Question: do I need to install zone valves for radiant heat flooring

(June 17, 2014) underfloor heating said:
do i need to install 2 zone valves in my heating system ,i am fitting a single room underfloor heating kit to my baxi combi boiler system



The requirement for additional zone valves hinges on whether or not there is a need to control heat to that area individually. If the single-room to which you are adding heat would not be adequately heated by the settings of the room thermostat that is presumably located elsewhere, you may want to add a zone valve and thermostat for the single room.

(June 17, 2014) Anonymous said:
so the kit can be plumbed into the main flow and return and use the existing thermostat



You did not describe your heating system so I don't know that your assumptions are correct. For example, radiant under-floor heat systems typically operate at a different temperature range and flow rate than hydronic heating that uses radiators or baseboards. So a hybrid system that uses a mix of heat types in different rooms may need separate controls of both flow and temperature. The temperature control is typically achieved by a recirculating mixing valve that prevents the floor from becoming too hot.


(June 17, 2014) Anonymous said:
ok i understand i think lol can i fit a thermostat to the underfloor heating as well as the one on the main heating system the underfloor heating has its own pump

and fit a zone valve with it



Take a look at radiant floor heat designs - you'll probably see that a temperature control is also necessary for your system unless your heating boiler is one of special design and model with those controls built-into the base unit. .

Question: can't turn off radiant heat in one room

June 30, 2014) Katie said:
If the zone valve is disconnected with it just run the hot water through the radiant heat? I ask this because our system won't turn off the radiant heat in our playroom. The valve was disconnected (flair valve) thanks!


Katie there are a couple of possibilities:

a zone valve may have been manually latched into the "OPEN" position

a zone valve may have failed and may be stuck in the open position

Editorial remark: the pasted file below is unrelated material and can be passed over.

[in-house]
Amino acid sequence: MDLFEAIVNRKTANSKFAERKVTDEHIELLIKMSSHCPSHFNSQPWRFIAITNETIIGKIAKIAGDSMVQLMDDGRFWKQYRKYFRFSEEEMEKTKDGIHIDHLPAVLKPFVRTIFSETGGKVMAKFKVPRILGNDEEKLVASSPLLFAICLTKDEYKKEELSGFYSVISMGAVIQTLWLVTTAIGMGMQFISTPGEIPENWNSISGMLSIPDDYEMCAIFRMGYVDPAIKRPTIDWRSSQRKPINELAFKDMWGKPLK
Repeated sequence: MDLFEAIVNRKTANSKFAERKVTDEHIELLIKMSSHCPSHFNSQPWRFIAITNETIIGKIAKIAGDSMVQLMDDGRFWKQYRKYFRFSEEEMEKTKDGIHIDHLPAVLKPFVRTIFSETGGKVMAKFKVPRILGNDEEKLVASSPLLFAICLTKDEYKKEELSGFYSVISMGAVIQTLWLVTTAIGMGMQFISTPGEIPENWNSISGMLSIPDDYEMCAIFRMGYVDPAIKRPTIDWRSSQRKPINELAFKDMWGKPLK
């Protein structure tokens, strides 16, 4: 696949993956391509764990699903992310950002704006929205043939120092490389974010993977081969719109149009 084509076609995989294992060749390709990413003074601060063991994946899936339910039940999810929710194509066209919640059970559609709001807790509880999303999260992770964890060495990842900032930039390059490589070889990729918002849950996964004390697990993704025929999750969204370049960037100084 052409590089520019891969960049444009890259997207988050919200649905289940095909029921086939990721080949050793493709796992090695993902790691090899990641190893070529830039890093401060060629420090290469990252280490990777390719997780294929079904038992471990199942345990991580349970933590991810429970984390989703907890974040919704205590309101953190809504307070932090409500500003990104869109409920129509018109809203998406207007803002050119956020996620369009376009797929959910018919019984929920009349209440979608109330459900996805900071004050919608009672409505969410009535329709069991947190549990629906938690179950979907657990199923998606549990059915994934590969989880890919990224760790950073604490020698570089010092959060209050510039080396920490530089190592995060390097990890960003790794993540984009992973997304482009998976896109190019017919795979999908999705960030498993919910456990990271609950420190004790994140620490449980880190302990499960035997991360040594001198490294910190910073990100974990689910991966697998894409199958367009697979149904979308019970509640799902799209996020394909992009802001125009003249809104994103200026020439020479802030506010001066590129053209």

some zone valves may revert to "open" if their power source is interrupted.

Take a look at the valve to see if it includes a manual operating level;

Also be sure that the thermostat is not calling for heat - and that the thermostat wires are not shorted together (which would be the same as calling for heat).

See this diagnostic article

(June 30, 2014) kate said:
Dan the zone valve was disconnect at the boiler - would that mean that the boiler just sends heat to that area now? or should I put the valve in the closed position?
thanks so much for your help


Kate if the zone wiring is disconnected you'll want to manually put it in the Closed position - else you'll keep getting heat

Question: how to stop un-wanted heat in one zone

(July 11, 2014) Anonymous said:
I had an electrician change the hard wired boiler service changed to a plug and outlet arrangement so I can direct connect to a generator during power outages.

Normally the boiler is plugged into an outlet fed by household current. During power outages I unplug the boiler from the house outlet and plug it into am electrical cord connected to an outdoor generator.

My question is in regard to the thermostats. Am I just heating the boiler water when connected to the generator or does the boiler wiring also control the thermostats?

In essence, does the electrical power for the thermostats/circulator come from the same boiler electrical source (if I supply power to the boiler am I also supplying power to the thermostats/circulators) or do they have a separate power source?

(Sept 20, 2014) gordon said:
i have 3 zone s on gas boiler when zone 1 is on yhere is heat going zone 2 when it appears to be off


Gordon if this is a new problem I suspect a zone valve stuck in the open position or manually latched open.

Question: Taco zone valve feels warm

(Oct 12, 2014) Anonymous said:
when my basement zone valve is off and my first floor zone valve calls for heat i can feel warm water on the off side (pipe) in the basement zone valve. is this normal or should the pipe be cold? i have a taco zone valve.



Question: Smith boiler, wiring snafu hookup qwuestion

(Oct 13, 2014) Daq said: